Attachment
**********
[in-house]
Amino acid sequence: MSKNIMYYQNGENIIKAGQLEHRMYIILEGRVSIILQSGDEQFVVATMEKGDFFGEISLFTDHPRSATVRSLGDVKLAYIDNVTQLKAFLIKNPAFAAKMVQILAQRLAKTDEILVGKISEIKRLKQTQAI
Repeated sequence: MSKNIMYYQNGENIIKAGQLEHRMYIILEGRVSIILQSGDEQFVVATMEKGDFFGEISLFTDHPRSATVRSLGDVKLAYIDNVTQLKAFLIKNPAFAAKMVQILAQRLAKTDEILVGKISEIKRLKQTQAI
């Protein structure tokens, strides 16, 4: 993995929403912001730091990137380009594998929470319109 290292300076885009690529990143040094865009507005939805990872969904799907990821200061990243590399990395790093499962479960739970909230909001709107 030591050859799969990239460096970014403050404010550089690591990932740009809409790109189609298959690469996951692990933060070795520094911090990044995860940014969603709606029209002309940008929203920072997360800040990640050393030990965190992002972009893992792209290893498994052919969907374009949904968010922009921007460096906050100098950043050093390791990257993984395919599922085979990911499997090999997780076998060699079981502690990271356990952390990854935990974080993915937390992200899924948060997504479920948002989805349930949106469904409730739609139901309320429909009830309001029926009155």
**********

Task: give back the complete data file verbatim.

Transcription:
[in-house]
Amino acid sequence: MSKNIMYYQNGENIIKAGQLEHRMYIILEGRVSIILQSGDEQFVVATMEKGDFFGEISLFTDHPRSATVRSLGDVKLAYIDNVTQLKAFLIKNPAFAAKMVQILAQRLAKTDEILVGKISEIKRLKQTQAI
Repeated sequence: MSKNIMYYQNGENIIKAGQLEHRMYIILEGRVSIILQSGDEQFVVATMEKGDFFGEISLFTDHPRSATVRSLGDVKLAYIDNVTQLKAFLIKNPAFAAKMVQILAQRLAKTDEILVGKISEIKRLKQTQAI
């Protein structure tokens, strides 16, 4: 993995929403912001730091990137380009594998929470319109 290292300076885009690529990143040094865009507005939805990872969904799907990821200061990243590399990395790093499962479960739970909230909001709107 030591050859799969990239460096970014403050404010550089690591990932740009809409790109189609298959690469996951692990933060070795520094911090990044995860940014969603709606029209002309940008929203920072997360800040990640050393030990965190992002972009893992792209290893498994052919969907374009949904968010922009921007460096906050100098950043050093390791990257993984395919599922085979990911499997090999997780076998060699079981502690990271356990952390990854935990974080993915937390992200899924948060997504479920948002989805349930949106469904409730739609139901309320429909009830309001029926009155």